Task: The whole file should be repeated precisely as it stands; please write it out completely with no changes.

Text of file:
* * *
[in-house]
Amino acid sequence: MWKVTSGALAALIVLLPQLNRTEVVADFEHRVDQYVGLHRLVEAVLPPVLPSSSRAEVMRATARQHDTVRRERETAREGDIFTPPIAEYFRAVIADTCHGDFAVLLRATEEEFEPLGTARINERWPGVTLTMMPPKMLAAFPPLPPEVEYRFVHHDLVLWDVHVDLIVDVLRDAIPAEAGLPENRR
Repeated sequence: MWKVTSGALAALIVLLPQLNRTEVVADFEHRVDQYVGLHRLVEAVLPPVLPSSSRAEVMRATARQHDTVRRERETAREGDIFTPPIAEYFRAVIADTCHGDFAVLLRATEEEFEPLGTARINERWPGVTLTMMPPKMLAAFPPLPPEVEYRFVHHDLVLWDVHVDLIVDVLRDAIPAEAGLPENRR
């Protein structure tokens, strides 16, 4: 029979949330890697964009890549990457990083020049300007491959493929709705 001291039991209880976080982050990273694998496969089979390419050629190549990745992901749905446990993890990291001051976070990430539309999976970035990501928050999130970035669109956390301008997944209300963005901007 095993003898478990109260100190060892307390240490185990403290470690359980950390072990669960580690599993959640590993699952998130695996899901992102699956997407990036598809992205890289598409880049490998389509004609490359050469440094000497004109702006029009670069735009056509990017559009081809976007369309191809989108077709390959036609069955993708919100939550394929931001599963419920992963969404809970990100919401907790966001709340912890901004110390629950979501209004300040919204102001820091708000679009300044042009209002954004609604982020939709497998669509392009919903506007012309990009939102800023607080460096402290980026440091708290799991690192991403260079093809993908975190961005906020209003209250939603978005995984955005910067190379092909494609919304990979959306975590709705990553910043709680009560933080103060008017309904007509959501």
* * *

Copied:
[in-house]
Amino acid sequence: MWKVTSGALAALIVLLPQLNRTEVVADFEHRVDQYVGLHRLVEAVLPPVLPSSSRAEVMRATARQHDTVRRERETAREGDIFTPPIAEYFRAVIADTCHGDFAVLLRATEEEFEPLGTARINERWPGVTLTMMPPKMLAAFPPLPPEVEYRFVHHDLVLWDVHVDLIVDVLRDAIPAEAGLPENRR
Repeated sequence: MWKVTSGALAALIVLLPQLNRTEVVADFEHRVDQYVGLHRLVEAVLPPVLPSSSRAEVMRATARQHDTVRRERETAREGDIFTPPIAEYFRAVIADTCHGDFAVLLRATEEEFEPLGTARINERWPGVTLTMMPPKMLAAFPPLPPEVEYRFVHHDLVLWDVHVDLIVDVLRDAIPAEAGLPENRR
């Protein structure tokens, strides 16, 4: 029979949330890697964009890549990457990083020049300007491959493929709705 001291039991209880976080982050990273694998496969089979390419050629190549990745992901749905446990993890990291001051976070990430539309999976970035990501928050999130970035669109956390301008997944209300963005901007 095993003898478990109260100190060892307390240490185990403290470690359980950390072990669960580690599993959640590993699952998130695996899901992102699956997407990036598809992205890289598409880049490998389509004609490359050469440094000497004109702006029009670069735009056509990017559009081809976007369309191809989108077709390959036609069955993708919100939550394929931001599963419920992963969404809970990100919401907790966001709340912890901004110390629950979501209004300040919204102001820091708000679009300044042009209002954004609604982020939709497998669509392009919903506007012309990009939102800023607080460096402290980026440091708290799991690192991403260079093809993908975190961005906020209003209250939603978005995984955005910067190379092909494609919304990979959306975590709705990553910043709680009560933080103060008017309904007509959501």